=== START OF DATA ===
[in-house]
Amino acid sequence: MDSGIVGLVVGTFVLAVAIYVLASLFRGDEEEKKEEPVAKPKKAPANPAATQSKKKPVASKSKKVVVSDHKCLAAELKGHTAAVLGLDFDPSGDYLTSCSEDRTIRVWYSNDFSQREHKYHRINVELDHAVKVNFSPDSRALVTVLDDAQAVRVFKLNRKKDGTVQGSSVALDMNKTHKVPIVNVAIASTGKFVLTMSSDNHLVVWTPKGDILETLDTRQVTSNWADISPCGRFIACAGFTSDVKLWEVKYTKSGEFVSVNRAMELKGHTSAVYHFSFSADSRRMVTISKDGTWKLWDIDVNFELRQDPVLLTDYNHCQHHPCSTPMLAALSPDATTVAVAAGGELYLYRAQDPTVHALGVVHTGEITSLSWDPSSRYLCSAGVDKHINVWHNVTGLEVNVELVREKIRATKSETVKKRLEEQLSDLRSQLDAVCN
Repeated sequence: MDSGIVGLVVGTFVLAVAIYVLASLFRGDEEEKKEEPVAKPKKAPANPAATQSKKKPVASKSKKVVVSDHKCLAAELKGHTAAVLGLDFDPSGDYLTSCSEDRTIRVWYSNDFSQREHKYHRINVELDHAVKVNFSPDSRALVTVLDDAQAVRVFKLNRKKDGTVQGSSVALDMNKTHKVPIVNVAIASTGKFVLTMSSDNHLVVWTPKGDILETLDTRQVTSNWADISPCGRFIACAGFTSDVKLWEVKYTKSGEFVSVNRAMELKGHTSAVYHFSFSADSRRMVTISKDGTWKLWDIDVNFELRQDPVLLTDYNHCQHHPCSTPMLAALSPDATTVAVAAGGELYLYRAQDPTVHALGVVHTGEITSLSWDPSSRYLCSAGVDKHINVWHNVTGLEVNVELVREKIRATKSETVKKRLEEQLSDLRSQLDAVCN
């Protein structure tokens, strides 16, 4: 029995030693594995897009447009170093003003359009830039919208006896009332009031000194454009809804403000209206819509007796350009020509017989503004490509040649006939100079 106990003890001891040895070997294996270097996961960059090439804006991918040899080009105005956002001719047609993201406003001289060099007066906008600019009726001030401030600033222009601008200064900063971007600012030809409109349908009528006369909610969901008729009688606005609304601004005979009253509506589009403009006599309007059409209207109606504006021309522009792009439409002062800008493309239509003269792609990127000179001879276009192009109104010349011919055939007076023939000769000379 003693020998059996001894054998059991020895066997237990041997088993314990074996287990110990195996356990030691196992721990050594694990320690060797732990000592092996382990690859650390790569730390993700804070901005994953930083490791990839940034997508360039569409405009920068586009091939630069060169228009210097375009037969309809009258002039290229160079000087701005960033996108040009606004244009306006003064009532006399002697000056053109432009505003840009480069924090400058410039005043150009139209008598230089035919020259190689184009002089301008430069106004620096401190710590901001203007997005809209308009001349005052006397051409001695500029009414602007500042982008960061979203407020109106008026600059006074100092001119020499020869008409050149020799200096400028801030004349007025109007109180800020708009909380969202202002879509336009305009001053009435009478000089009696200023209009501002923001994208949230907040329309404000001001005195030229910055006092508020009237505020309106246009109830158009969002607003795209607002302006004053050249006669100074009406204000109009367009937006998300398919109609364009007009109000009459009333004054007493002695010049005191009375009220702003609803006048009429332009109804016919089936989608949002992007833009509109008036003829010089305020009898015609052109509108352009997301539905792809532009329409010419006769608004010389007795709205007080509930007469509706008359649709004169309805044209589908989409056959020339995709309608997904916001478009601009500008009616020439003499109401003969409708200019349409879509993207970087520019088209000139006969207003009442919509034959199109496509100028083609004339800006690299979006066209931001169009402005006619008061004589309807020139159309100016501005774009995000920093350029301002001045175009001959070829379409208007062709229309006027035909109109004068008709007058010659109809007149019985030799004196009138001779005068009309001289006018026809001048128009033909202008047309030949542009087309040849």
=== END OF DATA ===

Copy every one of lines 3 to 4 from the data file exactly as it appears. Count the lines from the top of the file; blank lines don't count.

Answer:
Repeated sequence: MDSGIVGLVVGTFVLAVAIYVLASLFRGDEEEKKEEPVAKPKKAPANPAATQSKKKPVASKSKKVVVSDHKCLAAELKGHTAAVLGLDFDPSGDYLTSCSEDRTIRVWYSNDFSQREHKYHRINVELDHAVKVNFSPDSRALVTVLDDAQAVRVFKLNRKKDGTVQGSSVALDMNKTHKVPIVNVAIASTGKFVLTMSSDNHLVVWTPKGDILETLDTRQVTSNWADISPCGRFIACAGFTSDVKLWEVKYTKSGEFVSVNRAMELKGHTSAVYHFSFSADSRRMVTISKDGTWKLWDIDVNFELRQDPVLLTDYNHCQHHPCSTPMLAALSPDATTVAVAAGGELYLYRAQDPTVHALGVVHTGEITSLSWDPSSRYLCSAGVDKHINVWHNVTGLEVNVELVREKIRATKSETVKKRLEEQLSDLRSQLDAVCN
């Protein structure tokens, strides 16, 4: 029995030693594995897009447009170093003003359009830039919208006896009332009031000194454009809804403000209206819509007796350009020509017989503004490509040649006939100079 106990003890001891040895070997294996270097996961960059090439804006991918040899080009105005956002001719047609993201406003001289060099007066906008600019009726001030401030600033222009601008200064900063971007600012030809409109349908009528006369909610969901008729009688606005609304601004005979009253509506589009403009006599309007059409209207109606504006021309522009792009439409002062800008493309239509003269792609990127000179001879276009192009109104010349011919055939007076023939000769000379 003693020998059996001894054998059991020895066997237990041997088993314990074996287990110990195996356990030691196992721990050594694990320690060797732990000592092996382990690859650390790569730390993700804070901005994953930083490791990839940034997508360039569409405009920068586009091939630069060169228009210097375009037969309809009258002039290229160079000087701005960033996108040009606004244009306006003064009532006399002697000056053109432009505003840009480069924090400058410039005043150009139209008598230089035919020259190689184009002089301008430069106004620096401190710590901001203007997005809209308009001349005052006397051409001695500029009414602007500042982008960061979203407020109106008026600059006074100092001119020499020869008409050149020799200096400028801030004349007025109007109180800020708009909380969202202002879509336009305009001053009435009478000089009696200023209009501002923001994208949230907040329309404000001001005195030229910055006092508020009237505020309106246009109830158009969002607003795209607002302006004053050249006669100074009406204000109009367009937006998300398919109609364009007009109000009459009333004054007493002695010049005191009375009220702003609803006048009429332009109804016919089936989608949002992007833009509109008036003829010089305020009898015609052109509108352009997301539905792809532009329409010419006769608004010389007795709205007080509930007469509706008359649709004169309805044209589908989409056959020339995709309608997904916001478009601009500008009616020439003499109401003969409708200019349409879509993207970087520019088209000139006969207003009442919509034959199109496509100028083609004339800006690299979006066209931001169009402005006619008061004589309807020139159309100016501005774009995000920093350029301002001045175009001959070829379409208007062709229309006027035909109109004068008709007058010659109809007149019985030799004196009138001779005068009309001289006018026809001048128009033909202008047309030949542009087309040849």